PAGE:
i think it's nice to see some action being taken. i also cautiously like that it's a manufacturer pursuing this. i mean, of course they are doing it because it's their competition, but i think the industry does need to police itself like this. certainly your average consumer wouldn't be able to do anything, so this is the only option. thankfully there are some places you can get some reliable reviews, but for the most part they don't bother with these cheap pico projectors. i see little reason why a 16yr old spending $100 bux on one of these would understand why they should spend more for a '1000 lumen' projector. it's obviously going to hurt competition, it's going to confuse the market, and it's going to make consumers lose trust in all brands, because that's the way people think these days. people don't care about brands unless it's apple. otherwise, your japanese car made with german parts that was built in mexico is more indicative of today's global market structure.
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Someone may substitute rocks for dead power supplies and throw them at Epson's glass house.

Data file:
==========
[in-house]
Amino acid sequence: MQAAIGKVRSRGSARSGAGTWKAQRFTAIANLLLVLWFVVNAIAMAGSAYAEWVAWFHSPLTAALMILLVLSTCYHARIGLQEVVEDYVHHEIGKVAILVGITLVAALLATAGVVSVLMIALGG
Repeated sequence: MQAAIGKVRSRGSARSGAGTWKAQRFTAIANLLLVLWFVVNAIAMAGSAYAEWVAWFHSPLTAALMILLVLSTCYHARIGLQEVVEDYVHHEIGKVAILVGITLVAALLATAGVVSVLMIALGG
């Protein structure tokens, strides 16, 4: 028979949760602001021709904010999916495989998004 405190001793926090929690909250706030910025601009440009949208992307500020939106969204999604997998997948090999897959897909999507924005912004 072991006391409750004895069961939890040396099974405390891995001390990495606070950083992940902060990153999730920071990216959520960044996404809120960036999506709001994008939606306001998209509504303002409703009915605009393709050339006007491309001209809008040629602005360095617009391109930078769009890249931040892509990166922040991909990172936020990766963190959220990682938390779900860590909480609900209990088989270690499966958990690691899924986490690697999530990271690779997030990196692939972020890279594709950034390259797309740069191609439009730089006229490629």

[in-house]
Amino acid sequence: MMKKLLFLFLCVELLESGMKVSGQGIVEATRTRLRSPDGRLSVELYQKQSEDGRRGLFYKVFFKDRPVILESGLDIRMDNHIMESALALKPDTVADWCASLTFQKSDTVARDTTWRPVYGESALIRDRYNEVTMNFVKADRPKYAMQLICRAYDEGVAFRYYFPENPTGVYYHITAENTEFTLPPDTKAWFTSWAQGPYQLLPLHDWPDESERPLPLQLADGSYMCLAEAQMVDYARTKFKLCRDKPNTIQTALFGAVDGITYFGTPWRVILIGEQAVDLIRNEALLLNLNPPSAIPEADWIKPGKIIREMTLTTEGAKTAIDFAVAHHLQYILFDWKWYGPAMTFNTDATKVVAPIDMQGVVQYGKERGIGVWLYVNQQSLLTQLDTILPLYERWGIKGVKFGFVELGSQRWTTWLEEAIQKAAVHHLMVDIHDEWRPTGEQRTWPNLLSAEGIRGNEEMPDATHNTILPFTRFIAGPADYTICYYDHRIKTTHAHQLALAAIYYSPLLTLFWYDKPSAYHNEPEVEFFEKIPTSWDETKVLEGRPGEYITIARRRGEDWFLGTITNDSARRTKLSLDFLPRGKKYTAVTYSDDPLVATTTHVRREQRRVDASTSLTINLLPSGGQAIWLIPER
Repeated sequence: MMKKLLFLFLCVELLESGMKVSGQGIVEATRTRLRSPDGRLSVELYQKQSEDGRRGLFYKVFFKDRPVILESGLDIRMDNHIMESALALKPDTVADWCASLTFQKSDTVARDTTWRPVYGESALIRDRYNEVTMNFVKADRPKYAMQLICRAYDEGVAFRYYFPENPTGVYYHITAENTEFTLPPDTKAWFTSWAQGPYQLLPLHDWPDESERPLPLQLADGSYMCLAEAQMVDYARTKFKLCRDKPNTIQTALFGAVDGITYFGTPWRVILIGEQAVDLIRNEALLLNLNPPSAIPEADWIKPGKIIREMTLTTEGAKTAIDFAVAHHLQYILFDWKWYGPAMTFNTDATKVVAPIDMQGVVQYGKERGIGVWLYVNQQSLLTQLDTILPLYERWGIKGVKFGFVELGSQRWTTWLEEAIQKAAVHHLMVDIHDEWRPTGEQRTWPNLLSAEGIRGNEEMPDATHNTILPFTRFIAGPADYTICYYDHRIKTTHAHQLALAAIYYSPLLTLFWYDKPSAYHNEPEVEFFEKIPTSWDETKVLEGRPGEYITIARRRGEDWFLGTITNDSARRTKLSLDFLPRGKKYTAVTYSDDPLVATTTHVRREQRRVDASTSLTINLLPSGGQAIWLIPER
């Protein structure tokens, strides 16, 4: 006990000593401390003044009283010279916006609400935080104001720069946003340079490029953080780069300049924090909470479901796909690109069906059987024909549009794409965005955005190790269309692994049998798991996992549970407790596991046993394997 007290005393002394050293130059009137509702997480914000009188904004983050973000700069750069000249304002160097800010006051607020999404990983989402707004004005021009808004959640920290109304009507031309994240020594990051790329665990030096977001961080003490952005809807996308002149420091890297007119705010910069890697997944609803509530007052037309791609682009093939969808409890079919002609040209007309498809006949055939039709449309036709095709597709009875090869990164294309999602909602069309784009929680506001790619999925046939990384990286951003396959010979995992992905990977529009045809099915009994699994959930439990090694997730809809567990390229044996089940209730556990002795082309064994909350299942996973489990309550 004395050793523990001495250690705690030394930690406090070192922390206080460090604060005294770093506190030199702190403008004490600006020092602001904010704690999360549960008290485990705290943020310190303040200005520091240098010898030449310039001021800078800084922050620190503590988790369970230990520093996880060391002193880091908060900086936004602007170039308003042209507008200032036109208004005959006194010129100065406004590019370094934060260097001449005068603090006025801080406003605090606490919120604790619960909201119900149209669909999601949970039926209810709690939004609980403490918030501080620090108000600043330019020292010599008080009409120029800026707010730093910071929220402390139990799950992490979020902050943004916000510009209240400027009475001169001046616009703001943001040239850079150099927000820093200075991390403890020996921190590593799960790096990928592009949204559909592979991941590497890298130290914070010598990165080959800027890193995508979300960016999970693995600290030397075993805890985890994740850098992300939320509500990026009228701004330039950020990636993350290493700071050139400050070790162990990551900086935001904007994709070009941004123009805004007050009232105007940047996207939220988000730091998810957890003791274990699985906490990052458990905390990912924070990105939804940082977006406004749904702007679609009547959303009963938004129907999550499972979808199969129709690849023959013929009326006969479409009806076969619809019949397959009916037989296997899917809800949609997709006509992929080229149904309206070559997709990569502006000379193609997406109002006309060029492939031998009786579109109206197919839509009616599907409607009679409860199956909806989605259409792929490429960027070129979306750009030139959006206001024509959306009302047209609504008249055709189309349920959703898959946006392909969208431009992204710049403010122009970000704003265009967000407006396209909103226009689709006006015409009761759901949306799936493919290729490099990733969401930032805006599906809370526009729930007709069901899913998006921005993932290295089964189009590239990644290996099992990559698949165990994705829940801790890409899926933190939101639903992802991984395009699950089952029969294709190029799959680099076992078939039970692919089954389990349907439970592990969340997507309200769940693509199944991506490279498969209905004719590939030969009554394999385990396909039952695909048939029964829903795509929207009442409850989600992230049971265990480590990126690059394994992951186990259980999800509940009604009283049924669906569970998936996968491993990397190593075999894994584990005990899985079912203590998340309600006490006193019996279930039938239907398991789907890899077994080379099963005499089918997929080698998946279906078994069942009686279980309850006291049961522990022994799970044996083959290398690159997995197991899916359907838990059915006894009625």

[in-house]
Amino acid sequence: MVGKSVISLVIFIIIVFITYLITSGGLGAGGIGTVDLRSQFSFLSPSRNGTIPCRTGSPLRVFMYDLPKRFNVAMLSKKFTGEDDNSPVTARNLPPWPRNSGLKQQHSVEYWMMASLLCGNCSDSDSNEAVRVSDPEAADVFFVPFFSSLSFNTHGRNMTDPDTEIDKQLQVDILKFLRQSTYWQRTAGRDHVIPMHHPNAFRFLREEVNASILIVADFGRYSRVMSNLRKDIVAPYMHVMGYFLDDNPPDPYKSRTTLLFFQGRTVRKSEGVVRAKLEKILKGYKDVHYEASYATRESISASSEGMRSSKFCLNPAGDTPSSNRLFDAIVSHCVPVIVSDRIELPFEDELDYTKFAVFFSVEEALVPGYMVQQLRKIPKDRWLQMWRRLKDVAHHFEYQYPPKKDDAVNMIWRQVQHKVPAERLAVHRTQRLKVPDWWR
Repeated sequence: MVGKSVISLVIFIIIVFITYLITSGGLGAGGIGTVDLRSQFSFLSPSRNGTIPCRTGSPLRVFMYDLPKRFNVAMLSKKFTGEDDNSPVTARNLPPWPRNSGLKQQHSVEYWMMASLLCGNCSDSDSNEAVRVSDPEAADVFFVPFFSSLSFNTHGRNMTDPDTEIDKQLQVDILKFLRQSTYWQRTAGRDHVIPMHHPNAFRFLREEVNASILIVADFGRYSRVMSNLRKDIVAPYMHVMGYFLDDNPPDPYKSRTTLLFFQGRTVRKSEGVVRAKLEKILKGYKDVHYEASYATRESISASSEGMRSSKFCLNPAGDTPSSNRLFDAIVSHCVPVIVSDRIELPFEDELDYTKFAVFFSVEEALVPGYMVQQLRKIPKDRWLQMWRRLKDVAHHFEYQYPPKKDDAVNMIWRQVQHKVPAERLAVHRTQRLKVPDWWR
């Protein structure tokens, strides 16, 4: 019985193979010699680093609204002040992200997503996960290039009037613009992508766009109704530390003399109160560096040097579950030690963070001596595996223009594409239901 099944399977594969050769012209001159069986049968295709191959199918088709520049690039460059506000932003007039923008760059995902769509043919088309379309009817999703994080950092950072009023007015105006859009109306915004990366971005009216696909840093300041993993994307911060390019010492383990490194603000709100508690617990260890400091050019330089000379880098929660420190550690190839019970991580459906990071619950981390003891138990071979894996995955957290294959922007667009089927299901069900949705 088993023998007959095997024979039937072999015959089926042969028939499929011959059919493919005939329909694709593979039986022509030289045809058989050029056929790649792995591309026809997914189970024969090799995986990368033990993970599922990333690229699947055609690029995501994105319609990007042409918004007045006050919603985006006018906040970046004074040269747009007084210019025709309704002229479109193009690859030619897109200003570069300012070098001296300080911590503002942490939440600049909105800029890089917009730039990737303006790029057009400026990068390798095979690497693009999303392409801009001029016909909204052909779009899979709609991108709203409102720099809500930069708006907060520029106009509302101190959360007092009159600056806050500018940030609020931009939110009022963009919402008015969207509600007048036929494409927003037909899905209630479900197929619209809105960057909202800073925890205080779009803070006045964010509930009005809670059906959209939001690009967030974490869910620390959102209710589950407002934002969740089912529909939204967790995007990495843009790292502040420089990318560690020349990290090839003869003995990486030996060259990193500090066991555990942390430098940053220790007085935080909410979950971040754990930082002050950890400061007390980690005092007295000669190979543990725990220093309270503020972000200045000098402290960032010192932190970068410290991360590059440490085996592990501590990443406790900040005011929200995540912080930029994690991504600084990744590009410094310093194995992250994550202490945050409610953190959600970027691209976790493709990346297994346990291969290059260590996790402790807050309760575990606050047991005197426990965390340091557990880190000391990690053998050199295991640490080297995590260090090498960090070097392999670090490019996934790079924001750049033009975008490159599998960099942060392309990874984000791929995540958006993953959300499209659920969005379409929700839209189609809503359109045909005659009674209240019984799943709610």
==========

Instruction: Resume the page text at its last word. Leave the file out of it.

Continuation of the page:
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post #26 of 57 Old 03-29-2019, 08:51 PM
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Quote:
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No respectable home theater hobbyist would buy a RCA projector anyways. Seems like a wasted lawsuit. All it will do is put Epson's lumen ratings under a microscope. If all their projectors are not dead on this will backfire.
Not really- there is a huge difference between 99% off, and "not dead on".
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I'm not familiar with these projectors, are they direct competitors to Epson's? If these are similar to the hundreds of no-name projectors that come up on an Amazon search, listing for under a $100 and claiming 1000s of lumens, then I wouldn't worry about them- Most people know, these are toys, and treat them as such anyway!
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post #28 of 57 Old 03-30-2019, 04:36 AM - Thread Starter